The 144-year-old San Francisco Chronicle, which had been operating the same presses for more than 50 years and fielded many complaints from its photographers and artists about the colors of its images, switched over to new full-color presses on July 6 with the ability to run color graphics on just about every page. "It's going to give us a lot more vibrancy and flexibility in what we do. We're calling it high-definition newspaper. It's going to be much more visually pleasing," says publisher Frank J. Vega. The newspaper touted the switch as giving it something of the appearance of a daily magazine, with hopes of being able to compete against the imagery of glossy magazines, TV, and the Internet. Many large European newspapers have seen success in recent years using color on most of their pages. The Chronicle is also switching to a slightly shorter and narrower format -- still a broadsheet, but with five columns across instead of six, which it notes will make it easier to read on local public transportation. The paper will be printed on three new offset presses owned and operated by the Canadian firm Transcontinental Printing, which also handles printing on an outsource basis for such clients as the Toronto Globe and Mail, Montreal's La Presse, and some New York Times editions.
From "Wrinkle-free Era Begins With New Printing Press"
San Francisco Chronicle (07/06/09) Doyle, Jim
The Future: Organ Bioprinting Research Receives Major Commitment
Ten South Carolina colleges and universities have been awarded a five-year, $20 million grant from the U.S. National Science Foundation (NSF) for tissue biofabrication research that could lead to the engineering of human organs. A large portion of the grant will be channeled into the recruitment of 22 faculty members in fields of expertise that South Carolina lacks and into transforming the Medical University of South Carolina's bioprinting lab into a tissue biofabrication facility, says Roger Markwald, the project's scientific director. Bioprinting is the printing of cells at high speeds into three-dimensional configurations. A dozen private companies currently fabricate bioprinters for various purposes, and researchers are developing techniques for manufacturing organs. Markwald says the next key milestone to be achieved is finding a way to construct "the branching vascular trees" that are needed for engineered organs to be living and viable. Once that is done, scores of people on waiting lists for donor organs will have organs cultured from their own adult-derived stem cells. The NSF grant will establish a global e-community to facilitate the development of advanced databases in vascular technology.
From "$20M Grant Awarded to S.C. Colleges"
Post and Courier (SC) (07/24/2009) Quick, David; Wenger, Yvonne
The Future: Ink-jet Printer Can Detect Toxins
When national security and printing meet they form an effective and vital partnership.
Researchers at Canada's McMaster University have demonstrated that dangerous toxins can be detected through the use of a specialized ink-jet printer. The detection of biochemical agents typically requires complicated gear and laboratory testing, but the scientists have proven that the agents can be printed directly onto paper as a biochemical ink, making such tests potentially portable and much less expensive. The ink is applied in layers that in combination react to specific agents and identify their presence through a shift in color, says Bob Pelton with the Sentinel Bioactive Paper Network. The first layer to come into contact with the paper has microscopic silica particles, while the second layer contains the reactive enzyme. The enzyme is fixed in the silica and connected to the paper. Pelton says the ink formula can be customized to search for different compounds through the use of small-batch ink-jet technology. Papers printed with biochemical ink could be employed to assess the safety of water or to check for the presence of nerve gas.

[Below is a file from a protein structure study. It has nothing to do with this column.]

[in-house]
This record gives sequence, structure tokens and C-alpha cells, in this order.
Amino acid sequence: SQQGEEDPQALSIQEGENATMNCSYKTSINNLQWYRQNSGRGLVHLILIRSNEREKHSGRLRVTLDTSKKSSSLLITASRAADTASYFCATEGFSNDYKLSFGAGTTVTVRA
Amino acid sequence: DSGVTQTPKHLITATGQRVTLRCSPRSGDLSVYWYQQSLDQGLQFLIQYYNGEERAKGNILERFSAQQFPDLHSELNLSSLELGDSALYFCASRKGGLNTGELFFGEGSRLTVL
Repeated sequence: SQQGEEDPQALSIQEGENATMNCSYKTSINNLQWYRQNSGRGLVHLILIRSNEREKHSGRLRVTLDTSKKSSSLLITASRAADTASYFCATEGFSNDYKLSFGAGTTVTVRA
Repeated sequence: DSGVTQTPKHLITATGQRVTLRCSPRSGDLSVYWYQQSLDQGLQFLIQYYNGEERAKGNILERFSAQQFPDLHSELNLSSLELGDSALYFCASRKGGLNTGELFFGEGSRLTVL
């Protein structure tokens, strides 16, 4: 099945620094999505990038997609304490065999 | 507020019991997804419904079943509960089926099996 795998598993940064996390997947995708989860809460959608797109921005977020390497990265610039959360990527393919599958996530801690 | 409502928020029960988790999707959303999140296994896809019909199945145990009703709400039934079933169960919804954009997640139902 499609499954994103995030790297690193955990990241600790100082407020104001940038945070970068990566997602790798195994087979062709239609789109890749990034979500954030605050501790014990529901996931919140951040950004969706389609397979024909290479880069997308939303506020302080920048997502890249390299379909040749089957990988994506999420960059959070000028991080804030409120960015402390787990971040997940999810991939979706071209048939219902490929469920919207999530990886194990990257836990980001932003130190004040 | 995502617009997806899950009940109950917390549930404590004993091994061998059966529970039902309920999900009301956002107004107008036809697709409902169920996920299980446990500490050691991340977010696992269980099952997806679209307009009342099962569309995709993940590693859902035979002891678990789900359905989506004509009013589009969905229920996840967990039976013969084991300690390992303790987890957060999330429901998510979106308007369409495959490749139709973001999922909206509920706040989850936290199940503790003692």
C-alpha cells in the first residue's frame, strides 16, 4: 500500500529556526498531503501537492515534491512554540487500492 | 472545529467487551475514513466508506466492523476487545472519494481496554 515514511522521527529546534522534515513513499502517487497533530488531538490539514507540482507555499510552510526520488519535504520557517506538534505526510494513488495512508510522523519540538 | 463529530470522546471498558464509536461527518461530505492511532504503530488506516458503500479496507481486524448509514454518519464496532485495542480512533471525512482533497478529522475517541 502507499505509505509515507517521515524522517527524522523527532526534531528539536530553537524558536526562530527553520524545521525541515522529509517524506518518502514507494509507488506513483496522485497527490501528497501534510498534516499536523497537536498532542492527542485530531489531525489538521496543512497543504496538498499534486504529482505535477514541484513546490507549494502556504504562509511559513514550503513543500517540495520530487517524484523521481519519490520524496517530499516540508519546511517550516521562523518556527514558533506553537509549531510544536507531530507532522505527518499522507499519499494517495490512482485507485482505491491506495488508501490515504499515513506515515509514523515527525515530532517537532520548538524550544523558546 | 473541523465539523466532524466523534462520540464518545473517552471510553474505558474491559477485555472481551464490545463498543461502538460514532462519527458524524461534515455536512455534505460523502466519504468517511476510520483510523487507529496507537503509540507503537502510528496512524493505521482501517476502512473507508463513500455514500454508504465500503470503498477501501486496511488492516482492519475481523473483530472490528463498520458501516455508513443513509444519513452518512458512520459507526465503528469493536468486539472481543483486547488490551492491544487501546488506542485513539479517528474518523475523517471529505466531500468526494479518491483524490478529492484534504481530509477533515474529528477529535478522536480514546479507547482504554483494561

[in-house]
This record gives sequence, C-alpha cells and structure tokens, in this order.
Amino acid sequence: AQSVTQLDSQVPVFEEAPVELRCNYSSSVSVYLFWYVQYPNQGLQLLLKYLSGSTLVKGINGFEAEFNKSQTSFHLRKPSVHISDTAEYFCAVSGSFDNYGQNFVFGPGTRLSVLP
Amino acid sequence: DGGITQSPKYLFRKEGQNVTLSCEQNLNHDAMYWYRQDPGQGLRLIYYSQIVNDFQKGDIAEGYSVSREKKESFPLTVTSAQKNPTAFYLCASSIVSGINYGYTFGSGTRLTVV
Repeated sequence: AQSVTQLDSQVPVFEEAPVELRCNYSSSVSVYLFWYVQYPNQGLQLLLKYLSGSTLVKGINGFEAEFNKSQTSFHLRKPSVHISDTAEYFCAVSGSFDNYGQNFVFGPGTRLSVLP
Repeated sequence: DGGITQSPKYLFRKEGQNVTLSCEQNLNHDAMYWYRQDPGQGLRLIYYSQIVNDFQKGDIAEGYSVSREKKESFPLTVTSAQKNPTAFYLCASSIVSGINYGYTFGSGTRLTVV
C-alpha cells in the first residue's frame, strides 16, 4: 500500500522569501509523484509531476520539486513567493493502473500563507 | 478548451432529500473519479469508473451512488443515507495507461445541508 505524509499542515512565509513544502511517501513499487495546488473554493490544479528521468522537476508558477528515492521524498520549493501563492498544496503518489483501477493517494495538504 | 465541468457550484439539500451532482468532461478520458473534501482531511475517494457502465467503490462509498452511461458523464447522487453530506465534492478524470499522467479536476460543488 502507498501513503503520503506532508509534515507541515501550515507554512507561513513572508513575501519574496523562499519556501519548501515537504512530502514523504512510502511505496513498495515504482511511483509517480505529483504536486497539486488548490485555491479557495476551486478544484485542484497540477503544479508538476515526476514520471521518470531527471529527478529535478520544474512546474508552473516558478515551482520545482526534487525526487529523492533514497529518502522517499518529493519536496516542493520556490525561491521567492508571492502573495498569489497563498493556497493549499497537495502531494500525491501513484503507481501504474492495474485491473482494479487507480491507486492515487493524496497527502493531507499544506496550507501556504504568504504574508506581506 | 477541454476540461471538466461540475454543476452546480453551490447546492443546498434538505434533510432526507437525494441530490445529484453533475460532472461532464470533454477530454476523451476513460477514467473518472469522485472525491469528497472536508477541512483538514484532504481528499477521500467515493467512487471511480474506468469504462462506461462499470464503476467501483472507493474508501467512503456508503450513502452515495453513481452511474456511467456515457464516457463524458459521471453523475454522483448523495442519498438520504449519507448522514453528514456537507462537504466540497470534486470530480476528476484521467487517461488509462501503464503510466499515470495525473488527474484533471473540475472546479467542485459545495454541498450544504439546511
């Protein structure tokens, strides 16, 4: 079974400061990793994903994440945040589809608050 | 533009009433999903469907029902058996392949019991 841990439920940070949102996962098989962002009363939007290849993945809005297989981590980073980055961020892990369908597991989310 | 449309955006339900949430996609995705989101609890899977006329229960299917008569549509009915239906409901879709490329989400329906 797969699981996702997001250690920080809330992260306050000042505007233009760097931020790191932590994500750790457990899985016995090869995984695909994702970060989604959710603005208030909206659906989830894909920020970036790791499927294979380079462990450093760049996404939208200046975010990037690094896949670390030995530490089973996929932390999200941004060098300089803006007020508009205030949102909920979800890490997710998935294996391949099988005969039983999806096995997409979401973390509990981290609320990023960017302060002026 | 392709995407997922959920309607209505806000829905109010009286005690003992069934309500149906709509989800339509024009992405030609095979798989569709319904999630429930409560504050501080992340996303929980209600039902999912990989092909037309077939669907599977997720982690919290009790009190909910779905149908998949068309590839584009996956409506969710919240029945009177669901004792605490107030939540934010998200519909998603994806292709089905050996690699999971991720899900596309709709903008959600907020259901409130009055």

From "Ink-jet Printer Can Detect Toxins"
Hamilton Spectator (07/15/09) Hemsworth, Wade
The Future: Inexpensive Thin Printable Batteries Developed
Once again atypical applications of "print" provide opportunities that yesterday's 'printer' would never imagine.
A new type of printable battery is less than a millimeter thick and can be cost-effectively produced, making many new applications with limited power requirements conceivable. "Our goal is to be able to mass produce the batteries at a price of single digit cent range each," says Andreas Willert, group manager at the Fraunhofer Research Institution for Electronic Nano Systems ENAS in Germany, where a team led by Reinhard Baumann developed the battery. The printable battery weighs less than a gram and can be integrated bank cards, with 1.5 V of voltage, and its mercury-free composition makes it more environmentally friendly than many batteries. It is made up of several layers, including a zinc anode and manganese cathode, and its potential applications include improved data storage for bank cards or for greeting cards. It is produced using a silk-screen method, with a sort of rubber lip used to press the printing paste through a screen, producing individual layers only slightly thicker than a hair.
From "Inexpensive Thin Printable Batteries Developed"
Science Daily (07/05/09)
The Future: Big Money for Chip-printing Technology
Milpitas, Calif.-based Kovio has developed a technology for printing chips just like inkjet printers print on paper, which is said to have the potential to make chips cheap enough to be placed on nearly every product produced, just like barcodes are. Five rounds of funding have raised a total of $80 million in investor funding for the company, whose silicon printing platform is aimed at making barcode-replacement RFID chips but could also be used for many more applications. The latest funding round will begin high-volume manufacturing of Kovio RF Barcode chips, which the company says it can make for three cents apiece, compared to the 20 cent cost currently effective. This would allow the RF tags to be used on billions of different products, ranging from milk cartons to transit tickets, allowing new consumer applications such as using phones to buy products at a store checkout. Not only are these chips cheaper and easier to produce, says Kovio CEO Amir Mashkoori, but they are also more environmentally friendly, as a factory making silicon ink chips would use only 4 percent of the hazardous gases and chemicals that modern semiconductor plants use.
From "Kovio Raises $20 Million for Chip-printing Technology for Tiniest Radios and Sensors"
VentureBeat (07/13/09) Takahashi, Dean